Hard of hearing phones come in a wide variety of models. They have different features and varying sound amplifying levels. The best hard of hearing phone will be the one that best suits your particular hearing aids, your hearing loss and its severity. The basic functions you should look for, however, include hearing aid compatibility, clarity of sound, blocking off background noise and an option for adjusting the volume.
Depending on the additional functionalities and features you want, there are many types to choose from. Before you choose a specific model, it is good to be aware of the benefits of both corded and cordless hard of hearing phones.
Benefits of hard of hearing corded phones:
- low price range
- constant power supply
- possibility for larger buttons
- can have functions for visually impaired as well, thus very suitable for the elderly
Corded phones that offer a full set of functions, some of which include increased ringer volume, telecoil compatibility, backlit and vocalised keypad and built-in answer phone are the models Amplicom PowerTel 68 (up to 5 times louder than the standard phone), Geemarc PhotoPhone 155 (with 8 large customizable photo buttons) and Geemarc CL455 (with talking phonebook).
In case you need a simpler phone with fewer functions, you can consider the Geemarc CL100 or Geemarc PhotoPhone 100. Both offer a volume gain of up to 30dB and have a visual ring indicator. For those with a severe hearing loss, the Geemarc AmpliPower 50 is recommended. It provides an extra loud volume of up to 60dB.
If you are thinking about buying a cordless phone, there are also some advantages to consider.
Benefits of hard of hearing cordless phones:
- mostly a more contemporary design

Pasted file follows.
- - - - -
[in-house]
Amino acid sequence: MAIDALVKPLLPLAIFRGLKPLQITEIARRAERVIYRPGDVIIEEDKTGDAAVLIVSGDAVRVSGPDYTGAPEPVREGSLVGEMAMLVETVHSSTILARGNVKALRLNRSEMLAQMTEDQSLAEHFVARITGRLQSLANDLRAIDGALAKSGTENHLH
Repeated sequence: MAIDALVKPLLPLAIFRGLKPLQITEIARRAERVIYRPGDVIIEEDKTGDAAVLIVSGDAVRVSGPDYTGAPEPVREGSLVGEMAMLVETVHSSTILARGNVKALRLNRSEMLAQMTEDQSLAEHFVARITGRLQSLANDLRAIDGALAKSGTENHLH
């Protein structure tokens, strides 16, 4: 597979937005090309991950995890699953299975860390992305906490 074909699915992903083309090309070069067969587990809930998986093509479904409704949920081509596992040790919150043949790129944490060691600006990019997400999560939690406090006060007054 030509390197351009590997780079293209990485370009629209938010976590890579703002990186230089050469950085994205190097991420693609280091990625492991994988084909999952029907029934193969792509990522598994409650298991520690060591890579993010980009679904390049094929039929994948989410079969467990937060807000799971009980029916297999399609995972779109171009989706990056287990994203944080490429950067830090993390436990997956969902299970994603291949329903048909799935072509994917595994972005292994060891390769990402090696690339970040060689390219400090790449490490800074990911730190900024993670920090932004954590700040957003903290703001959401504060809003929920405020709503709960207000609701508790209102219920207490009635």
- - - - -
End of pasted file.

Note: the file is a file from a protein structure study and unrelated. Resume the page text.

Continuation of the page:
Some of the cordless phones offer as many functions as the corded ones. The brand new Amplicom PowerTel 700 is the perfect example of a phone with a bundle of extra features and up to 100 hours of standby time. A built-in answer phone is offered in the Amplicom PowerTel 580 and Geemarc Amplidect 285 models. The whole Geemarc Amplidect series offered on hearingdirect.com, have up to 30dB volume increase capability, a handsfree speaker option, a visual ring indicator, a backlit keypad and a caller ID.
We have compiled a ringer comparison chart between some of the most prominent phones on the market. In the second table, you can see what their ringer levels mean compared to common daily sounds:
|Phone model||Phone type||Maximum ringing level|
|Doro PhoneEasy 332||mobile||83dB|
|Doro PhoneEasy 338||mobile||83dB|
|Doro PhoneEasy 409||mobile||83dB|
|Doro PhoneEasy 345||mobile||83dB|
|Doro PhoneEasy 410||mobile||83dB|
|Doro PhoneEasy 610||mobile||85dB|
|Doro PhoneEasy 615||mobile||85dB|
|Amplicom PowerTel 49||corded||90dB|
|Amplicom PowerTel 68||corded||90dB|
|Amplicom PowerTel 580||cordless||90dB|
|Amplicom PowerTel 700||cordless||90dB|
|Amplicom PowerTel 702||cordless||90dB|
|Amplicom PowerTel M4000||mobile||100dB|
|Geemarc Clearsound CL8300||mobile||100dB|
|Amplicom PowerTel M6000||mobile||100dB|
|Environmental sounds||Sound level||Decibel level|
|Threshold of hearing||Faint||0dB|
The charts show that the ringer volumes available are high enough to be used by people with severe hearing loss. It should be considered that an increase of 10dB is perceived as approximately double the sound for people without a hearing problem. That means that +30dB additional ringer volume is about 5-6 times louder than the standard conversation volume.